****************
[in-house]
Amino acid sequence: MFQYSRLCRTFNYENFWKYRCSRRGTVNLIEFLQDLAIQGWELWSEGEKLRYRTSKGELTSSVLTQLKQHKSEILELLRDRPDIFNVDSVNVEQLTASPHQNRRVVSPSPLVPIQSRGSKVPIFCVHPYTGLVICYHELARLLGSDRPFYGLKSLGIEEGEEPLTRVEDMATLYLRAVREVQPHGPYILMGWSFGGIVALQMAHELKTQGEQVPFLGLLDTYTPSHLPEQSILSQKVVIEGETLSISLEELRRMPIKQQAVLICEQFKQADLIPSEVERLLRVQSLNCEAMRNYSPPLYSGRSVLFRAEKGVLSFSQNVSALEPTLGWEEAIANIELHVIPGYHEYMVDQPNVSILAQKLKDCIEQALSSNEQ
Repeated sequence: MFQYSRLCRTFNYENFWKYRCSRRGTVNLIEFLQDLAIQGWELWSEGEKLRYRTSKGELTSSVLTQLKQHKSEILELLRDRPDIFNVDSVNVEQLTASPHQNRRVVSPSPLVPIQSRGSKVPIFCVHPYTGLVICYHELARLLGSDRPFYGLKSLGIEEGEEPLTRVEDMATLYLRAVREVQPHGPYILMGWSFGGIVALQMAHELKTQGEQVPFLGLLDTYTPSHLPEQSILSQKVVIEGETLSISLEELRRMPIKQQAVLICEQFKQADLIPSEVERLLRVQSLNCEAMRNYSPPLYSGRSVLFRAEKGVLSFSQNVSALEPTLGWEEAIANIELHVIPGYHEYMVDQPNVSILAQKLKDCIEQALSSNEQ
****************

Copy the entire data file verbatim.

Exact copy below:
[in-house]
Amino acid sequence: MFQYSRLCRTFNYENFWKYRCSRRGTVNLIEFLQDLAIQGWELWSEGEKLRYRTSKGELTSSVLTQLKQHKSEILELLRDRPDIFNVDSVNVEQLTASPHQNRRVVSPSPLVPIQSRGSKVPIFCVHPYTGLVICYHELARLLGSDRPFYGLKSLGIEEGEEPLTRVEDMATLYLRAVREVQPHGPYILMGWSFGGIVALQMAHELKTQGEQVPFLGLLDTYTPSHLPEQSILSQKVVIEGETLSISLEELRRMPIKQQAVLICEQFKQADLIPSEVERLLRVQSLNCEAMRNYSPPLYSGRSVLFRAEKGVLSFSQNVSALEPTLGWEEAIANIELHVIPGYHEYMVDQPNVSILAQKLKDCIEQALSSNEQ
Repeated sequence: MFQYSRLCRTFNYENFWKYRCSRRGTVNLIEFLQDLAIQGWELWSEGEKLRYRTSKGELTSSVLTQLKQHKSEILELLRDRPDIFNVDSVNVEQLTASPHQNRRVVSPSPLVPIQSRGSKVPIFCVHPYTGLVICYHELARLLGSDRPFYGLKSLGIEEGEEPLTRVEDMATLYLRAVREVQPHGPYILMGWSFGGIVALQMAHELKTQGEQVPFLGLLDTYTPSHLPEQSILSQKVVIEGETLSISLEELRRMPIKQQAVLICEQFKQADLIPSEVERLLRVQSLNCEAMRNYSPPLYSGRSVLFRAEKGVLSFSQNVSALEPTLGWEEAIANIELHVIPGYHEYMVDQPNVSILAQKLKDCIEQALSSNEQ